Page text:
In a complicated legal proceeding, the court sided with Intel and said that the company did not infringe on patents #5,361,261; #5,533,018; #5,566,169, and #5,594,734.
The patents were originally assigned to National Semiconductor (NSC), but were given to Vertical Networks in 1998, and to N-Data in 2003. The patents were changed over time, and reissued, as Vertical increased the number of its claims from 77 to 378. As N-Data got a hold of the patents, the company sued Dell in 2006 over patent infringement and was able to reach a settlement in 2009. Intel intervened in the case and eventually filed a declaratory judgment that under the NSC Agreement, which Intel had signed in 1976, but which had expired in 2003. Intel said that itself and its customers are licensed to the National patents and all reissue patents owned by N-Data that are derived from any of the National Patents.
According to the court papers, Intel's license expired in 2003, but Intel claimed that the original agreement with NSC naturally extends to reissue patents that derive from National Patents. N-Data said that the reissued patents are separate patents "that cover unique property rights" which would need a separate license. In the original ruling, the District Court granted a summary judgment to Intel "because the agreement reflects the intent of the parties to license not only the literally described patents and patent applications, but also the reissue progeny of those licensed patents and patent applications from which the reissues were derived." The Court of Appeals judge David Folsom agreed with this conclusion.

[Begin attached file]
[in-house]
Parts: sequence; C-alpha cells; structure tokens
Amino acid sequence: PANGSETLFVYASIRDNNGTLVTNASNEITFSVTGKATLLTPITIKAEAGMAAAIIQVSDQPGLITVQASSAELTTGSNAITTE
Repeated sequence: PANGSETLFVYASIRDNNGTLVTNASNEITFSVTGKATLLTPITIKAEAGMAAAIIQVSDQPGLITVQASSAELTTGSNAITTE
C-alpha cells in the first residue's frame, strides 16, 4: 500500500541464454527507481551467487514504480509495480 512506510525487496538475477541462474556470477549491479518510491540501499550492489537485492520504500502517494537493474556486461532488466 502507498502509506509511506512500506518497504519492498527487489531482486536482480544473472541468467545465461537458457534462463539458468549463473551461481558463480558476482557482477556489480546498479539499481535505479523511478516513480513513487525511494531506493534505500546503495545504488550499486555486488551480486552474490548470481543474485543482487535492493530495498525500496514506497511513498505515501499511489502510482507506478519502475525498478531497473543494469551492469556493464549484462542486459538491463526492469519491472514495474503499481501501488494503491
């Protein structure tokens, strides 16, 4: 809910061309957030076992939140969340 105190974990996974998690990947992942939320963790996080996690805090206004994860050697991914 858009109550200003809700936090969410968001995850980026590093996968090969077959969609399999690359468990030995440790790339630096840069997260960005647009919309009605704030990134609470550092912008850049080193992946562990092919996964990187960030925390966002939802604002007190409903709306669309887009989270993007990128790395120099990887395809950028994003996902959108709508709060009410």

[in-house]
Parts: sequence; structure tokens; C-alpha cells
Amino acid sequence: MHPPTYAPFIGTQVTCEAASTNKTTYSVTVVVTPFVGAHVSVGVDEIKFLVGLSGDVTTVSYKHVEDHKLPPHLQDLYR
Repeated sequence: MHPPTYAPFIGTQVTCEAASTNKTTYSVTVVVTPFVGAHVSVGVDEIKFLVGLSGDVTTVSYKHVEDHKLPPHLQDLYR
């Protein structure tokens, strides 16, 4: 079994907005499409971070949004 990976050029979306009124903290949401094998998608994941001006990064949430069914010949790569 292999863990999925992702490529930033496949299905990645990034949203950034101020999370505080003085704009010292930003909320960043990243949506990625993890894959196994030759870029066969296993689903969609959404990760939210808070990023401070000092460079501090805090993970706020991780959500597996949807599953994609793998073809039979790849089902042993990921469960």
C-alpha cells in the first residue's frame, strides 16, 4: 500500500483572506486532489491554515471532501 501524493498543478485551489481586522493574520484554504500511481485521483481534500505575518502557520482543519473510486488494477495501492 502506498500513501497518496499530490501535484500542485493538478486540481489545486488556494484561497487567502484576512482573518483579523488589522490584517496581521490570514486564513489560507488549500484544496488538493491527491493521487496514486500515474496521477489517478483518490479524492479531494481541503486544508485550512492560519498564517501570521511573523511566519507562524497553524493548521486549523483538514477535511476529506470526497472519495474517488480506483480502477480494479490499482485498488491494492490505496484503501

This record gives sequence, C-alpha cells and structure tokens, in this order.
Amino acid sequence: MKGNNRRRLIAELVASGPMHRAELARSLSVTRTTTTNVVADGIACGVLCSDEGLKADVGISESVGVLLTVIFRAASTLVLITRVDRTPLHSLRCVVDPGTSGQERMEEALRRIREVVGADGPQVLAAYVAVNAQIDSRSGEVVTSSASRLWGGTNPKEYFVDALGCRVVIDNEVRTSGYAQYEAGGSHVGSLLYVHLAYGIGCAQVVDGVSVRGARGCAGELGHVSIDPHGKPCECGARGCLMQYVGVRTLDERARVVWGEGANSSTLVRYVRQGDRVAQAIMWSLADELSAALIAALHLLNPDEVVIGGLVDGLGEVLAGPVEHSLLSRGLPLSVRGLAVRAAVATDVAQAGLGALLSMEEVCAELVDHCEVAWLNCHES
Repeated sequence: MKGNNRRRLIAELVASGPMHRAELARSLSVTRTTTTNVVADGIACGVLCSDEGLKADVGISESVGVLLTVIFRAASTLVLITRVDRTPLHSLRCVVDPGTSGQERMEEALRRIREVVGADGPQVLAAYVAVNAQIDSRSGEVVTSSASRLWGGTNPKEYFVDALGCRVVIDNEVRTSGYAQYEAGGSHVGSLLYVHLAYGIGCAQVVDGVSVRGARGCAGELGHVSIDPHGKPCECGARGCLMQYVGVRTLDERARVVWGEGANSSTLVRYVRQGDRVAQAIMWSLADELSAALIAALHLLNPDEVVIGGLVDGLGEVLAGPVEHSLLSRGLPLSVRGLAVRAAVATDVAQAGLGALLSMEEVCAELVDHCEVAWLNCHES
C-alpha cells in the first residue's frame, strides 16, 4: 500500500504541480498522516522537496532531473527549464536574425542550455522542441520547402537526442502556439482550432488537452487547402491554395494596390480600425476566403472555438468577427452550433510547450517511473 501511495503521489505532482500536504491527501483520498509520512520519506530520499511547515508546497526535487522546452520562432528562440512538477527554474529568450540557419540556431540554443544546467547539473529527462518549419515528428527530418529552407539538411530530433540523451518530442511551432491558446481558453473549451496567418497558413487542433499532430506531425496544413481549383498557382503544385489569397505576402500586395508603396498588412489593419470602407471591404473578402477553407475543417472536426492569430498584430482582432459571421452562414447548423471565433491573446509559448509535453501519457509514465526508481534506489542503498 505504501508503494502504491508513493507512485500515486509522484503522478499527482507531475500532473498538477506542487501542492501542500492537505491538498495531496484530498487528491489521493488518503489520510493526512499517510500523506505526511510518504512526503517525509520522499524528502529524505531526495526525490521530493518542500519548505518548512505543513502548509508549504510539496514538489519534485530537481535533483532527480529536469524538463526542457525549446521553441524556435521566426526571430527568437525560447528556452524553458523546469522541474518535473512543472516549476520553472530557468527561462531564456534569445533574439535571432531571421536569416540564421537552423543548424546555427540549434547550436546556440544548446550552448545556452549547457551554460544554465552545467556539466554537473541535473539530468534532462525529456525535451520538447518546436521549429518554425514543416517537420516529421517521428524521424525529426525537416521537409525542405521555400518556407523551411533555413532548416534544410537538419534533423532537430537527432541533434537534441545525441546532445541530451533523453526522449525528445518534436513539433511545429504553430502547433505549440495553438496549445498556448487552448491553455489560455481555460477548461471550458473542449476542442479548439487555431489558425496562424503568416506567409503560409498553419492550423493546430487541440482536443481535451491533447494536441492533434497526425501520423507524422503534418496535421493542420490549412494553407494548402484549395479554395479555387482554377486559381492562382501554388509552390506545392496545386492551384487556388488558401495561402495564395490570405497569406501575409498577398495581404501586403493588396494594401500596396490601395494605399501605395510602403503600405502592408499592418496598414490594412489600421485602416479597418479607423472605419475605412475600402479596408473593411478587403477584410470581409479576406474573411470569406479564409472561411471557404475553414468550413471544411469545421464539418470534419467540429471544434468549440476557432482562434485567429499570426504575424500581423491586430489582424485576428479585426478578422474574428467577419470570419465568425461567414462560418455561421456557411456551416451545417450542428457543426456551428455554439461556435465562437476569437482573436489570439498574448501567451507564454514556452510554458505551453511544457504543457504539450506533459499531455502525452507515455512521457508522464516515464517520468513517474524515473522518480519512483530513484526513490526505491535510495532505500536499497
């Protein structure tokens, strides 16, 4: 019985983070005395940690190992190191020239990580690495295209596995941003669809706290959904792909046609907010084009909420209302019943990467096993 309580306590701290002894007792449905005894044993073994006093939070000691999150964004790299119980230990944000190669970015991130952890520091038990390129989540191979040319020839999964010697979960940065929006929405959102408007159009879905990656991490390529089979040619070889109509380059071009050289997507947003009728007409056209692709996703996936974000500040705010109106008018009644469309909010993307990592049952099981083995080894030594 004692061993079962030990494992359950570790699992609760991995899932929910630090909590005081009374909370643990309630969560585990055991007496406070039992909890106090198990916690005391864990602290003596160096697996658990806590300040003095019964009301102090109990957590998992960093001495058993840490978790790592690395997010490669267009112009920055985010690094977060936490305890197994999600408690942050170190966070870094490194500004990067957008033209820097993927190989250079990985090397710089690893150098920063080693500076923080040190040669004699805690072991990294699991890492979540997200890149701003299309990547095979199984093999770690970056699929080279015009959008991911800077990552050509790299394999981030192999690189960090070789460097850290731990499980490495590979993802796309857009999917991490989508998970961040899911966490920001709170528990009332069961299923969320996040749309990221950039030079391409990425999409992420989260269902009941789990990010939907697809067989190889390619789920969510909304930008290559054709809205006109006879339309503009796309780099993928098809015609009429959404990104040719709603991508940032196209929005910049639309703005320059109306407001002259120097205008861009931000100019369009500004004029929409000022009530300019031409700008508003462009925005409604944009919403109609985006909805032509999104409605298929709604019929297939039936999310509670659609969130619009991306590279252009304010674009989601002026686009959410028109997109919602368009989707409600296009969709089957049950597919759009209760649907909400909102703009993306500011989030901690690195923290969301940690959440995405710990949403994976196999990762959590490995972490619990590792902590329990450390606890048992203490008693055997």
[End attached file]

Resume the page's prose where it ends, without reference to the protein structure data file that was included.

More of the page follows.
Contact Us for News Tips, Corrections and Feedback
It's like this big huge invisible larger than life thing that pushes tech in general and the PC in particular, forward, and saves its partners, etc. I don't know. Sort of puts me in awe. :P
There was hardly any information on it other than which city it was located in.
Doesn't even exist except in name only.....
Also, the server is hosted in Panama.